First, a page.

As part of the 2012 Federal Budget, the Federal Government announced there would be increased contributions tax from 15% to 30% for individuals earning over $300,000 per annum.
The start date of the increased superannuation contributions tax is the 1st July 2012. The legislation was not passed prior to this date and the increased tax is expected to be assessed from individuals superannuation accounts from January 2014 and collected retrospectively.
The impact of this measure for individuals earning over $300,000 is an increased contributions tax for high income earners collected by the superannuation fund when a concessional contribution is made. The increased contributions tax is applied to any contribution where contributions tax would apply and includes mandatory employer contributions, salary sacrifice and self-employed contributions.
For those who are still invested in ‘Defined Benefit Schemes’ the increased contributions tax applied is based on the ‘notional employer contributions.’
The definition of income that defines if an individual is liable for the increased contributions tax is wider than simple earnings and aligns closely to the definition of ‘adjusted taxable income.’ For the purposes of the increased superannuation contributions, the definition of ‘income’ includes;
- Taxable income and any adjusted fringe benefits
- Concessional superannuation Contributions (i.e. salary sacrifice)
- Target Foreign Income and net investment losses
- Tax free ‘government’ benefits
The total income applied for this benefit is reduced by any child support payable.
Where any concessional contributions are being made to superannuation (for example salary sacrificed contributions) and the value of the extra contributions causes the individual to exceed the $300,000 threshold, the government has stated that the increased contributions tax would apply only to the amount over $300,000. An example is if a person earning $290,000 has concessional contributions of $25,000 then the higher tax will be applied to $15,000 of the overall contribution amount.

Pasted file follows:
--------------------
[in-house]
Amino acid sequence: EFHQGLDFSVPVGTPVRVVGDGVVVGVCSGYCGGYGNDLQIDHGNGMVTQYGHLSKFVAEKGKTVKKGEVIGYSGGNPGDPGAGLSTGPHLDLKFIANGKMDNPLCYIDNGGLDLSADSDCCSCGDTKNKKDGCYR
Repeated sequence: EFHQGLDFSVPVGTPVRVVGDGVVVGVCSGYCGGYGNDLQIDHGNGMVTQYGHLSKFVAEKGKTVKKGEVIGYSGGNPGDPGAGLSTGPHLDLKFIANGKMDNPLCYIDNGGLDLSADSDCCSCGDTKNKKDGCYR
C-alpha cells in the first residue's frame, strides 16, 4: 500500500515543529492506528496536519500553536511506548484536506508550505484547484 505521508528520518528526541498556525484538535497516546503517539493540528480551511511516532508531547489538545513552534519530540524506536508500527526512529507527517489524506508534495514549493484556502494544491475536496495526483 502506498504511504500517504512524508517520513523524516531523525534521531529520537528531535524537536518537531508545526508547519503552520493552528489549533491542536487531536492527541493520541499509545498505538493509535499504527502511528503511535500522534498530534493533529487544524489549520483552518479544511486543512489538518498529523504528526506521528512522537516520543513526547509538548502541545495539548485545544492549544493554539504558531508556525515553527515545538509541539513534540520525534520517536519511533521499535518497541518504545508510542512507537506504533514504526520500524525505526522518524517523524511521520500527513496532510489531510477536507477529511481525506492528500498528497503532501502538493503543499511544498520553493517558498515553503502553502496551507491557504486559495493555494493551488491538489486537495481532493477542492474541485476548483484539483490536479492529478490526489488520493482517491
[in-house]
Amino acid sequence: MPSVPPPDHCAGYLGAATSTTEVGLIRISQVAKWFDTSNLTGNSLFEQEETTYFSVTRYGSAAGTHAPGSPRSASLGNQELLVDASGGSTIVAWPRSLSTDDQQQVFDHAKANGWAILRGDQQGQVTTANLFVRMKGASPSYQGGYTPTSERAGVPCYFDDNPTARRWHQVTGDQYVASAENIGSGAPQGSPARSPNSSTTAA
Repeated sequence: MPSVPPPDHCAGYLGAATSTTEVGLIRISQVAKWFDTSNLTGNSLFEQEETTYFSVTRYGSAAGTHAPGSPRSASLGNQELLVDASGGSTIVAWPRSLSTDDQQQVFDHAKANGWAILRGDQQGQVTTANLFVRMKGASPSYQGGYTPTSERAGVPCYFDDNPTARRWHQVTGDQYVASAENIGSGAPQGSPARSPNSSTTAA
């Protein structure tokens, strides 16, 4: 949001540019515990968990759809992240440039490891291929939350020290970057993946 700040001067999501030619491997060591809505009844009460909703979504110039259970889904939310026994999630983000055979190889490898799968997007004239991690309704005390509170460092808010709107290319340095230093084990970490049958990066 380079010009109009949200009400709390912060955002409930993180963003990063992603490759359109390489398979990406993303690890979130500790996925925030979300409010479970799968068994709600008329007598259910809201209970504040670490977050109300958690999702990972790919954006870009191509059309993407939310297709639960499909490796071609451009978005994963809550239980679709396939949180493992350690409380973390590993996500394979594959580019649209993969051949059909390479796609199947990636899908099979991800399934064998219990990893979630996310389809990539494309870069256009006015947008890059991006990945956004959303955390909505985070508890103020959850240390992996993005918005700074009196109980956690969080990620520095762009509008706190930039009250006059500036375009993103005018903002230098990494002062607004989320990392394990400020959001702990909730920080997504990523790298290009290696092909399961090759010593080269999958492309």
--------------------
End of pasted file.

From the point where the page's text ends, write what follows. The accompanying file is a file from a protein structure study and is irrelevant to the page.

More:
A major issue of this scheme is the impact is has on individuals who do not normally earn income in excess of $300,000. Capital Gains are included in the definition of taxable income meaning persons that sell assets that subsequently result in the tax payers total income going over the high income threshold, may be subjected to the higher rate of tax on their superannuation contributions in the year that they sell the underlying asset. As such this measure may actually disadvantage some tax payers, especially those closer to retirement that start selling assets in preparation to leave the workforce.
The result of the increased in the tax rates applied will see up to an extra $3,750 being deducted from concessional contributions, which for a $25,000 contribution, will see the maximum contributions tax applied being $7,500.
Of note, the increased tax on superannuation contributions is not applied to fund earnings and ongoing fund earnings will be continue to be taxed at 15%.
It is not yet known how the tax will be collected by superannuation funds and it is not known how superannuation funds will track the ongoing income of its members to determine who to take the additional tax from. Currently superannuation funds do not normally track the income of their members, let alone the wider definition of income required under this measure. A major criticism of this scheme is that superannuation funds will be required to change their reporting and record keeping systems to track on an annual basis the incomes of their members (including no doubt when their members receive irregular taxable income) to determine who to deduct the increased taxation from. Increased measures on superannuation funds unfortunately mean increased costs which it is anticipated would be applied to all members, increasing the administration costs for all members.
The result of the changes in contributions tax for high income earners require contribution, tax and retirement planning strategies to be reviewed to ensure that the full benefits of contributions are derived.
Have questions about how the tax will be collected or wonder if you will be inadvertently caught under the caps? Start the discussion below!
About the Author – Benjamin Irons
Benjamin has been involved in the financial services industry since 2004. Benjamin has a Bachelor in Business, Diploma of Financial Services (Financial Planning). Previously a Financial Adviser and a business owner, Benjamin has worked with hundreds of individuals and businesses to implement simple strategies to improve wealth. Benjamin writes for a number of websites to assist people take control of their finances and find their financial freedom!